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Forty researchers win KU 'Leading Light' Award

Thu, 03/07/2013

LAWRENCE – The University of Kansas recognized some of its most productive researchers recently, conferring the Leading Light Award on 40 faculty and staff at the Lawrence campus.

The 40 are principal investigators or co-principal investigators on externally funded grants of  $1 million or more awarded during the 2012 fiscal year. Recipients were recognized at a luncheon, where each received an inscribed bronze sunflower symbolic of Kansas and their leadership in research.

This is the second year of the Leading Light Award program.  It was established at KU by Jeff Vitter, provost and executive vice chancellor. “By contributing to the research enterprise at KU in a major way,” said Vitter, “these individuals and teams serve as leading lights and role models for others.”

At the ceremony, recipients of the awards had an opportunity to describe their project. Past recipients of the award also attended the luncheon.

“KU researchers in all fields are competitive with the best in the country,” said event co-host Steve Warren, vice chancellor for research and graduate studies. “Success in obtaining large grants is just one indicator of that, and this recognition is well-deserved.”

The 2013 recipients of the KU Leading Light Award:

  • Brian Ackley, Molecular Biosciences
  • Mizuki Azuma, Molecular Biosciences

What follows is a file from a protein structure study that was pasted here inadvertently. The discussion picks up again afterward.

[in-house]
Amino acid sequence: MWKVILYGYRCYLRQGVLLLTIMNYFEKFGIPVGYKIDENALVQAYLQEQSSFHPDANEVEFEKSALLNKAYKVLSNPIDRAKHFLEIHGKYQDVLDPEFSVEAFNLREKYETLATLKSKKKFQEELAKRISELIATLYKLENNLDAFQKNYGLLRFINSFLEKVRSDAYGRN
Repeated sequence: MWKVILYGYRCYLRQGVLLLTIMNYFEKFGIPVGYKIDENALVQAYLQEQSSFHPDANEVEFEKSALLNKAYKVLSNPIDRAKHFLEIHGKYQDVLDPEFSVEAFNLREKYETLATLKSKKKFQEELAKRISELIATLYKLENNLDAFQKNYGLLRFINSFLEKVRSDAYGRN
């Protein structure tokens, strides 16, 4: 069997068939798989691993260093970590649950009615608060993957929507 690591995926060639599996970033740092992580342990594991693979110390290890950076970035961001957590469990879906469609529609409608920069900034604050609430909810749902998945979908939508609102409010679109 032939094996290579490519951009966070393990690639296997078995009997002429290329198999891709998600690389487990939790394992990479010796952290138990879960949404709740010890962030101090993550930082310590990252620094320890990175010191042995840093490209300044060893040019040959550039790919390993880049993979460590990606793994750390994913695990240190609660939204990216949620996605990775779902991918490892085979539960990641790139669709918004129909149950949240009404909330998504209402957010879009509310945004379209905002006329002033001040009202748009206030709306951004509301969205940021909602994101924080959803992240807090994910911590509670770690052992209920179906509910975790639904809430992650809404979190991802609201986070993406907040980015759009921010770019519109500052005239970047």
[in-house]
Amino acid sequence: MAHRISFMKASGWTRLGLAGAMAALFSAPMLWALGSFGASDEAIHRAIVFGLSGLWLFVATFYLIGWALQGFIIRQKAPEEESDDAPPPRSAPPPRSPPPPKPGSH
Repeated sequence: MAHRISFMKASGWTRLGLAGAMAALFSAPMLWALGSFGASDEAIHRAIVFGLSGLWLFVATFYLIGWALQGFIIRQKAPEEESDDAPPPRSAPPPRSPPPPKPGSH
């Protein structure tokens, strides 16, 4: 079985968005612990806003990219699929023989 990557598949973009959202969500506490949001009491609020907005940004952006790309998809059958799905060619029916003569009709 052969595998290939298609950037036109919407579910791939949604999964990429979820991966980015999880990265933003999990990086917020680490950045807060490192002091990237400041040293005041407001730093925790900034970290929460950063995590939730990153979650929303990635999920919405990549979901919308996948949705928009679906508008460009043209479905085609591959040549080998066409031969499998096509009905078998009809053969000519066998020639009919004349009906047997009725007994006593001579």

• James Basham, Special Education
  • Cory Berkland, Chemical and Petroleum Engineering, Pharmaceutical Chemistry
  • Cindy Berrie, Chemistry
  • Brian Blagg, Medicinal Chemistry
  • Kyle Camarda, Chemical and Petroleum Engineering
  • Karin Lee Chang-Rios, Institute for Educational Research and Public Service
  • Keith Chauvin, School of Business
  • Francie Christopher, Institute for Educational Research and Public Service
  • Edith Clowes, Slavic Languages and Literature
  • John Colombo, Psychology, Life Span Institute
  • Prajna Dhar, Chemical and Petroleum Engineering
  • John Doveton, Kansas Geological Survey
  • Dietrich Earnhart, Economics
  • Jianwen Fang, Molecular Structures Group
  • Jeannine Goetz, Dietetics and Nutrition, School of Health Professions
  • Diana Greer, Center for Research on Learning
  • Michael Johnson, Chemistry
  • John Karanicolas, Center for Bioinformatics, Molecular Biosciences
  • Sarah Kieweg, Mechanical Engineering
  • Jennifer Laurence, Pharmaceutical Chemistry
  • Young-Jin Lee, Educational Leadership and Policy Studies
  • Craig Lunte, Chemistry
  • Danny Marfatia, Physics and Astronomy
  • Matthew Mayo, Biostatistics
  • Douglas McKay, Physics and Astronomy
  • Edward Meyen, Special Education
  • Richard Miller, Kansas Geological Survey
  • Anil Misra, Civil, Environmental and Architectural Engineering
  • Kerry Newell, Kansas Geological Survey
  • John Ralston, Physics and Astronomy
  • Sean Smith, Special Education
  • Debra Sullivan, Dietetics and Nutrition, School of Health Professions